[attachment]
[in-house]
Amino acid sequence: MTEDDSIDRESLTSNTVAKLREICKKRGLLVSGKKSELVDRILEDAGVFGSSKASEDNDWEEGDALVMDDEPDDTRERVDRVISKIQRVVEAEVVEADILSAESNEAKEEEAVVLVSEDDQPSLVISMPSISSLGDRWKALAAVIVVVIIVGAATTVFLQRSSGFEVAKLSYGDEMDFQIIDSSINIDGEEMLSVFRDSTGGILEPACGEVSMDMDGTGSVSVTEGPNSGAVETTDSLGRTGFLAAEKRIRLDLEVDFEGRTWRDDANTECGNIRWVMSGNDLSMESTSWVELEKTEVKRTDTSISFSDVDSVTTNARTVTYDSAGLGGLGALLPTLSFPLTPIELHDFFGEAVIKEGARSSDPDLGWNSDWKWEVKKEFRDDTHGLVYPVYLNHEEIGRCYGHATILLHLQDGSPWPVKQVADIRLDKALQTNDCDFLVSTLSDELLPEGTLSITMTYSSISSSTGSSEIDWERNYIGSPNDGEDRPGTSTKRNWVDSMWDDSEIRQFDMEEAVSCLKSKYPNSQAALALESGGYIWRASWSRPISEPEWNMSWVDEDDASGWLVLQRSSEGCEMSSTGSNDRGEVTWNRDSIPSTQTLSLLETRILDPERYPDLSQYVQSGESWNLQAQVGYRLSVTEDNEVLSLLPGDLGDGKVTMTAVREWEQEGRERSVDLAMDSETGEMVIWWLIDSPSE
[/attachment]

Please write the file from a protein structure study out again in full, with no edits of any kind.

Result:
[in-house]
Amino acid sequence: MTEDDSIDRESLTSNTVAKLREICKKRGLLVSGKKSELVDRILEDAGVFGSSKASEDNDWEEGDALVMDDEPDDTRERVDRVISKIQRVVEAEVVEADILSAESNEAKEEEAVVLVSEDDQPSLVISMPSISSLGDRWKALAAVIVVVIIVGAATTVFLQRSSGFEVAKLSYGDEMDFQIIDSSINIDGEEMLSVFRDSTGGILEPACGEVSMDMDGTGSVSVTEGPNSGAVETTDSLGRTGFLAAEKRIRLDLEVDFEGRTWRDDANTECGNIRWVMSGNDLSMESTSWVELEKTEVKRTDTSISFSDVDSVTTNARTVTYDSAGLGGLGALLPTLSFPLTPIELHDFFGEAVIKEGARSSDPDLGWNSDWKWEVKKEFRDDTHGLVYPVYLNHEEIGRCYGHATILLHLQDGSPWPVKQVADIRLDKALQTNDCDFLVSTLSDELLPEGTLSITMTYSSISSSTGSSEIDWERNYIGSPNDGEDRPGTSTKRNWVDSMWDDSEIRQFDMEEAVSCLKSKYPNSQAALALESGGYIWRASWSRPISEPEWNMSWVDEDDASGWLVLQRSSEGCEMSSTGSNDRGEVTWNRDSIPSTQTLSLLETRILDPERYPDLSQYVQSGESWNLQAQVGYRLSVTEDNEVLSLLPGDLGDGKVTMTAVREWEQEGRERSVDLAMDSETGEMVIWWLIDSPSE